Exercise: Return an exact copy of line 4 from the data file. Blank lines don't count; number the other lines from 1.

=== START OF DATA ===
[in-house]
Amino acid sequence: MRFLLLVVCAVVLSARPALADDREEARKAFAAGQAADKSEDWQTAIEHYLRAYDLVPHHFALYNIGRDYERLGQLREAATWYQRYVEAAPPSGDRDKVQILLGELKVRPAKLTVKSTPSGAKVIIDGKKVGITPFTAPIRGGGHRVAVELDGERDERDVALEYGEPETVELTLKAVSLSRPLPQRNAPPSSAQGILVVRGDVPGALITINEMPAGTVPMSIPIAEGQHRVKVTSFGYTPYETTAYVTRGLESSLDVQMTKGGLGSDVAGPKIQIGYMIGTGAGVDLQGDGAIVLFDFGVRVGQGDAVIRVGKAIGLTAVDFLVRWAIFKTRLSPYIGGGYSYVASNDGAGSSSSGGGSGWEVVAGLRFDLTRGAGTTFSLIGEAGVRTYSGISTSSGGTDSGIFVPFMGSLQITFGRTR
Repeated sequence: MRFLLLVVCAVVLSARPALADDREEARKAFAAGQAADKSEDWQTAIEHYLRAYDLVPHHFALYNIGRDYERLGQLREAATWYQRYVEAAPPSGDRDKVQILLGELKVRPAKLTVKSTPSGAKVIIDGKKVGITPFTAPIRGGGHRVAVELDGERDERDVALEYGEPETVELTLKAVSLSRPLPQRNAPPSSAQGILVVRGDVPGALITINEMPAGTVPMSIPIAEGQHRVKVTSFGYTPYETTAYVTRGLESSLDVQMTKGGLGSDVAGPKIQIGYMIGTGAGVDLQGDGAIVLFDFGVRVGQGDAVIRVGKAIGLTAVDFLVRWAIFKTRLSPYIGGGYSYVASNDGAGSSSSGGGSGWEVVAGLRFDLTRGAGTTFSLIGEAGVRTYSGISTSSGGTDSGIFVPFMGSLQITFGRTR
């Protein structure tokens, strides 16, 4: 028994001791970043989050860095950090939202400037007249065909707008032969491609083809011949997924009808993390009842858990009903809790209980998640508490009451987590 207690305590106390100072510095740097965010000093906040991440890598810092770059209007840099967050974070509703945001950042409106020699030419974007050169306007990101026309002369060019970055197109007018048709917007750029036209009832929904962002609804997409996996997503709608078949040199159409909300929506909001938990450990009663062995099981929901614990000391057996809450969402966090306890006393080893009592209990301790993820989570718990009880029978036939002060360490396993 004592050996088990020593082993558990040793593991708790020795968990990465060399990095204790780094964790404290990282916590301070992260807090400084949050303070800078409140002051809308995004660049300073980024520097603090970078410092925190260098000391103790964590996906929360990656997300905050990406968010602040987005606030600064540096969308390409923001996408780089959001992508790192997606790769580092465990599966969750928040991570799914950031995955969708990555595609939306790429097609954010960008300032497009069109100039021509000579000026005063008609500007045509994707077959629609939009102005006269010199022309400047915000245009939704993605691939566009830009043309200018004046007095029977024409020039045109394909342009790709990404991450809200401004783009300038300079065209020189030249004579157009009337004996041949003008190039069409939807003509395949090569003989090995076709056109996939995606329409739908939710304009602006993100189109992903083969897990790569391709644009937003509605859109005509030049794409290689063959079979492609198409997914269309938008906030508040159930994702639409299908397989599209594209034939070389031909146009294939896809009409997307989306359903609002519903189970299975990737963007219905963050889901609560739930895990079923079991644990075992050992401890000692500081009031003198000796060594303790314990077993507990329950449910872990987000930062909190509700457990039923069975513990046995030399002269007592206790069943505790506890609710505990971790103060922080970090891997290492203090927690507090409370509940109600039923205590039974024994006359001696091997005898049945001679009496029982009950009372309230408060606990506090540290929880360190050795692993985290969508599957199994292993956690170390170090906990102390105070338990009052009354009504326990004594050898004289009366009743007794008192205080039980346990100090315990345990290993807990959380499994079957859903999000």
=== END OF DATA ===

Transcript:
């Protein structure tokens, strides 16, 4: 028994001791970043989050860095950090939202400037007249065909707008032969491609083809011949997924009808993390009842858990009903809790209980998640508490009451987590 207690305590106390100072510095740097965010000093906040991440890598810092770059209007840099967050974070509703945001950042409106020699030419974007050169306007990101026309002369060019970055197109007018048709917007750029036209009832929904962002609804997409996996997503709608078949040199159409909300929506909001938990450990009663062995099981929901614990000391057996809450969402966090306890006393080893009592209990301790993820989570718990009880029978036939002060360490396993 004592050996088990020593082993558990040793593991708790020795968990990465060399990095204790780094964790404290990282916590301070992260807090400084949050303070800078409140002051809308995004660049300073980024520097603090970078410092925190260098000391103790964590996906929360990656997300905050990406968010602040987005606030600064540096969308390409923001996408780089959001992508790192997606790769580092465990599966969750928040991570799914950031995955969708990555595609939306790429097609954010960008300032497009069109100039021509000579000026005063008609500007045509994707077959629609939009102005006269010199022309400047915000245009939704993605691939566009830009043309200018004046007095029977024409020039045109394909342009790709990404991450809200401004783009300038300079065209020189030249004579157009009337004996041949003008190039069409939807003509395949090569003989090995076709056109996939995606329409739908939710304009602006993100189109992903083969897990790569391709644009937003509605859109005509030049794409290689063959079979492609198409997914269309938008906030508040159930994702639409299908397989599209594209034939070389031909146009294939896809009409997307989306359903609002519903189970299975990737963007219905963050889901609560739930895990079923079991644990075992050992401890000692500081009031003198000796060594303790314990077993507990329950449910872990987000930062909190509700457990039923069975513990046995030399002269007592206790069943505790506890609710505990971790103060922080970090891997290492203090927690507090409370509940109600039923205590039974024994006359001696091997005898049945001679009496029982009950009372309230408060606990506090540290929880360190050795692993985290969508599957199994292993956690170390170090906990102390105070338990009052009354009504326990004594050898004289009366009743007794008192205080039980346990100090315990345990290993807990959380499994079957859903999000």